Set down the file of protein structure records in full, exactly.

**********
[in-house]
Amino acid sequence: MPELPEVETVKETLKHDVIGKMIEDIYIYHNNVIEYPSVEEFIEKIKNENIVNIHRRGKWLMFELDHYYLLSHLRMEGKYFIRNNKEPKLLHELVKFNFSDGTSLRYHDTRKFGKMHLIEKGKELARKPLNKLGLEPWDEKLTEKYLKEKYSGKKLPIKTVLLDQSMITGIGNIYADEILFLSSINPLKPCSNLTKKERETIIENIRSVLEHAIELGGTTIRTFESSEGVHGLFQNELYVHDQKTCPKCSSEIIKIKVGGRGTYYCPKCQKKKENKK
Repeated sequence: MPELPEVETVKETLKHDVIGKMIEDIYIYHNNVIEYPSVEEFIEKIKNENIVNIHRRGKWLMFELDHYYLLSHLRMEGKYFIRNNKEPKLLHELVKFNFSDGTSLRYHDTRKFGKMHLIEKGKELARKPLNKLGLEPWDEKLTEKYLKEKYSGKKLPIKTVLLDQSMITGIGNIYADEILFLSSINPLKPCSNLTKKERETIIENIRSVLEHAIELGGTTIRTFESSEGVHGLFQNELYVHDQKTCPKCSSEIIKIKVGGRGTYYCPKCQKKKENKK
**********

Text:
[in-house]
Amino acid sequence: MPELPEVETVKETLKHDVIGKMIEDIYIYHNNVIEYPSVEEFIEKIKNENIVNIHRRGKWLMFELDHYYLLSHLRMEGKYFIRNNKEPKLLHELVKFNFSDGTSLRYHDTRKFGKMHLIEKGKELARKPLNKLGLEPWDEKLTEKYLKEKYSGKKLPIKTVLLDQSMITGIGNIYADEILFLSSINPLKPCSNLTKKERETIIENIRSVLEHAIELGGTTIRTFESSEGVHGLFQNELYVHDQKTCPKCSSEIIKIKVGGRGTYYCPKCQKKKENKK
Repeated sequence: MPELPEVETVKETLKHDVIGKMIEDIYIYHNNVIEYPSVEEFIEKIKNENIVNIHRRGKWLMFELDHYYLLSHLRMEGKYFIRNNKEPKLLHELVKFNFSDGTSLRYHDTRKFGKMHLIEKGKELARKPLNKLGLEPWDEKLTEKYLKEKYSGKKLPIKTVLLDQSMITGIGNIYADEILFLSSINPLKPCSNLTKKERETIIENIRSVLEHAIELGGTTIRTFESSEGVHGLFQNELYVHDQKTCPKCSSEIIKIKVGGRGTYYCPKCQKKKENKK